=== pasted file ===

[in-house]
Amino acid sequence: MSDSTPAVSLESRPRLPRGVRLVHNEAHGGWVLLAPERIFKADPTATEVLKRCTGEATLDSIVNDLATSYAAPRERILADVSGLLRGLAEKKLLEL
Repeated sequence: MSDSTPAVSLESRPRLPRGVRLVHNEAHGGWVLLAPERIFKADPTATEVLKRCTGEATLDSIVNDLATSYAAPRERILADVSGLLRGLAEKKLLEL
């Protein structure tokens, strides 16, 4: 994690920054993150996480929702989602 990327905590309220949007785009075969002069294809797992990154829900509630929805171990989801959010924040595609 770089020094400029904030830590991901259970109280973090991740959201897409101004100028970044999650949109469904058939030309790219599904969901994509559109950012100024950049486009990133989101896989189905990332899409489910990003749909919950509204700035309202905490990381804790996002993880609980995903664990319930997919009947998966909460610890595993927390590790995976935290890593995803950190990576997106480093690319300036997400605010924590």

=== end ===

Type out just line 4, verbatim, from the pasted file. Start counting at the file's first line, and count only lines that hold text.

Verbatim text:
């Protein structure tokens, strides 16, 4: 994690920054993150996480929702989602 990327905590309220949007785009075969002069294809797992990154829900509630929805171990989801959010924040595609 770089020094400029904030830590991901259970109280973090991740959201897409101004100028970044999650949109469904058939030309790219599904969901994509559109950012100024950049486009990133989101896989189905990332899409489910990003749909919950509204700035309202905490990381804790996002993880609980995903664990319930997919009947998966909460610890595993927390590790995976935290890593995803950190990576997106480093690319300036997400605010924590």